Subject: Re: I/O maps and user-level device drivers
To: None <Chris_G_Demetriou@niagara.nectar.cs.cmu.edu>
From: Travis Hassloch x231 <travis@EVTECH.COM>
Date: 01/02/1996 13:56:43
In message <2181.820275139@NIAGARA.NECTAR.CS.CMU.EDU> you write:
> As noted, this is already possible on the i386.
Hmm, I must have missed that. What should I look at to find more info?
> On the Alpha, there's no such thing as "I/O space." Everything is
> memory-mapped. (hey, gotta do _something_ with that big address
> space, right? 8-) To do something like the i386 inb and outb, you
IMHO it's better to let one mechanism (VM/pgtbls) perform access control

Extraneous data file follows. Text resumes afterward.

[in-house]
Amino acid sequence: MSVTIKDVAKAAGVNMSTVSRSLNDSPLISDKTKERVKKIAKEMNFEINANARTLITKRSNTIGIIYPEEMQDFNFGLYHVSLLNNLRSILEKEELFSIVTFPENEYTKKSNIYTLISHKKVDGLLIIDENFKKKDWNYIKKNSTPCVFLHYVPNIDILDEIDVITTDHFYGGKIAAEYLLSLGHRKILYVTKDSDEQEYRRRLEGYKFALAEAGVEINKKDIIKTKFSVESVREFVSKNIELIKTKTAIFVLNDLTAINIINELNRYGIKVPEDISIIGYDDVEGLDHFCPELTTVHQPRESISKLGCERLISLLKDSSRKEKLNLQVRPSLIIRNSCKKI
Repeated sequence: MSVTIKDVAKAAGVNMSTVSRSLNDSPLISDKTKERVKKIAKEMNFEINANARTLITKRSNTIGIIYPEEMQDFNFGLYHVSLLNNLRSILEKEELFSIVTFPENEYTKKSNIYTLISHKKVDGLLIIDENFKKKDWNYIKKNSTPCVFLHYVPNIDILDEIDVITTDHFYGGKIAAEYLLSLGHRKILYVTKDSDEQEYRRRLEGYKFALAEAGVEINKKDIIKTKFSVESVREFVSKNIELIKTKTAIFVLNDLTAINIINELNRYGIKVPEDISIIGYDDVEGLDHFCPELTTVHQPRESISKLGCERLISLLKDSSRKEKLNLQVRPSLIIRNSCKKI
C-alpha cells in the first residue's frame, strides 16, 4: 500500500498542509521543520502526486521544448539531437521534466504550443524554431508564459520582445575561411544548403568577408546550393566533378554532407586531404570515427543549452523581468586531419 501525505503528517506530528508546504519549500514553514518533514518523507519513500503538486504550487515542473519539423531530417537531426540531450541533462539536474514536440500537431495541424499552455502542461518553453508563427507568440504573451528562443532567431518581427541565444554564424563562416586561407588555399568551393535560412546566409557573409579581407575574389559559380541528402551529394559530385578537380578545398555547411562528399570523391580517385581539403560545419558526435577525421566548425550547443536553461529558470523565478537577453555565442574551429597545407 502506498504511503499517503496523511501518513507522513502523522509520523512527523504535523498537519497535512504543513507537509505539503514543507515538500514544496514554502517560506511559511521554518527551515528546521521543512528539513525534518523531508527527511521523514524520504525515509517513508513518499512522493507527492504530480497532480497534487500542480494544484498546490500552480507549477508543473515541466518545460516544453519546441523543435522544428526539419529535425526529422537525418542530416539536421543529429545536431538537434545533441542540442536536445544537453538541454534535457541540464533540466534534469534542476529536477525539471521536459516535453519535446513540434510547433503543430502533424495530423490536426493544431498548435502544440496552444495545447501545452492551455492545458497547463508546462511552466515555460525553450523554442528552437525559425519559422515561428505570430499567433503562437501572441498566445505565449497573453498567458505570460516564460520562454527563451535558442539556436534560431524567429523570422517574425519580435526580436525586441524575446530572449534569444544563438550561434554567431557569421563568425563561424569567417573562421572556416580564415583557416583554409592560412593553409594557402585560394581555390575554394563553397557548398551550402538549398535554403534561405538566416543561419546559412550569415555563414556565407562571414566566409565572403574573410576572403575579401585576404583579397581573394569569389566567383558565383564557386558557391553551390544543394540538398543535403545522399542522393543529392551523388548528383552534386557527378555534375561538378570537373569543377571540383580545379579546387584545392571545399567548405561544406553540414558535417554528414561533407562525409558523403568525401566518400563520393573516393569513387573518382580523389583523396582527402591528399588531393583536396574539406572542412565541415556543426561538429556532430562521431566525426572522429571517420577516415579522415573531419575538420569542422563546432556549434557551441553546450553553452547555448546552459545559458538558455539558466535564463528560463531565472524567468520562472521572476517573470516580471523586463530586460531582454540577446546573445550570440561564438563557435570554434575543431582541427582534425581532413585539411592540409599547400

than to have two. AFAIK, the m68k is also memory-mapped I/O as well.
Seems the ix86 is the odd man out -- no suprise there. :)
> need to map the right chunk of memory (changes per bus interface
This isn't too bad.
> and then do the right things in that memory space (again
> potentially bus interface chipset -dependent, and it's not even a
> 1-to-1 mapping of memory to I/O ports -- the alpha doesn't support
> byte load and store).
This makes things hard.
> It's worth noting that i don't think that user-level device drivers
> _can_ be useful w/o the ability to handle interrupts... and there's
> currently no facility in place to allow that. (I'm not even sure
> how one could "reasonably" allow it in BSD, for (level-sensitive) PCI
Yeah, the more I think about it, the more it seems like it would be
incompatible with standard Unix kernels. It is, however, interesting to
find out how far Unix will stretch before you have to switch to something
else - I'm not willing to give up my coding environment just yet :)